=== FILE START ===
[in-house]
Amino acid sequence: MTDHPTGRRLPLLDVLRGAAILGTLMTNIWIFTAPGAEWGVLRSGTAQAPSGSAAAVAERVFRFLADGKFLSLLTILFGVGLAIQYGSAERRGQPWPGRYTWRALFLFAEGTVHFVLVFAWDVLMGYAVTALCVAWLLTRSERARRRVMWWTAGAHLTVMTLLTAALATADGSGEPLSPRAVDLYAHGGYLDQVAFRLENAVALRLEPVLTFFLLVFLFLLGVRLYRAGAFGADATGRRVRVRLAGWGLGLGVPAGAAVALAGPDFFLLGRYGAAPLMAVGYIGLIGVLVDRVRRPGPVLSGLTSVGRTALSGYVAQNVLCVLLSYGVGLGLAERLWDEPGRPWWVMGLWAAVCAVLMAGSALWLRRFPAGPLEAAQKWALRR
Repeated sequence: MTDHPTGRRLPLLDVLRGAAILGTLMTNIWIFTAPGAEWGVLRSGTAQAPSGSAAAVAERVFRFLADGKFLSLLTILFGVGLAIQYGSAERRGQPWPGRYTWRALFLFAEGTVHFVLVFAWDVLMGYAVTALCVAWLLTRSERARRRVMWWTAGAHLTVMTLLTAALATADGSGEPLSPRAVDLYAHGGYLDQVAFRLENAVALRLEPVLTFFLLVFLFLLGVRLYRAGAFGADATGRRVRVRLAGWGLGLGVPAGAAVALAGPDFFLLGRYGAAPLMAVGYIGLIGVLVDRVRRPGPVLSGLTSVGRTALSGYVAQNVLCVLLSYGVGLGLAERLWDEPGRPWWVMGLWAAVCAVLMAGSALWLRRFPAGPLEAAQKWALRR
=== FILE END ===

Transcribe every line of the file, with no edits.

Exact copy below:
[in-house]
Amino acid sequence: MTDHPTGRRLPLLDVLRGAAILGTLMTNIWIFTAPGAEWGVLRSGTAQAPSGSAAAVAERVFRFLADGKFLSLLTILFGVGLAIQYGSAERRGQPWPGRYTWRALFLFAEGTVHFVLVFAWDVLMGYAVTALCVAWLLTRSERARRRVMWWTAGAHLTVMTLLTAALATADGSGEPLSPRAVDLYAHGGYLDQVAFRLENAVALRLEPVLTFFLLVFLFLLGVRLYRAGAFGADATGRRVRVRLAGWGLGLGVPAGAAVALAGPDFFLLGRYGAAPLMAVGYIGLIGVLVDRVRRPGPVLSGLTSVGRTALSGYVAQNVLCVLLSYGVGLGLAERLWDEPGRPWWVMGLWAAVCAVLMAGSALWLRRFPAGPLEAAQKWALRR
Repeated sequence: MTDHPTGRRLPLLDVLRGAAILGTLMTNIWIFTAPGAEWGVLRSGTAQAPSGSAAAVAERVFRFLADGKFLSLLTILFGVGLAIQYGSAERRGQPWPGRYTWRALFLFAEGTVHFVLVFAWDVLMGYAVTALCVAWLLTRSERARRRVMWWTAGAHLTVMTLLTAALATADGSGEPLSPRAVDLYAHGGYLDQVAFRLENAVALRLEPVLTFFLLVFLFLLGVRLYRAGAFGADATGRRVRVRLAGWGLGLGVPAGAAVALAGPDFFLLGRYGAAPLMAVGYIGLIGVLVDRVRRPGPVLSGLTSVGRTALSGYVAQNVLCVLLSYGVGLGLAERLWDEPGRPWWVMGLWAAVCAVLMAGSALWLRRFPAGPLEAAQKWALRR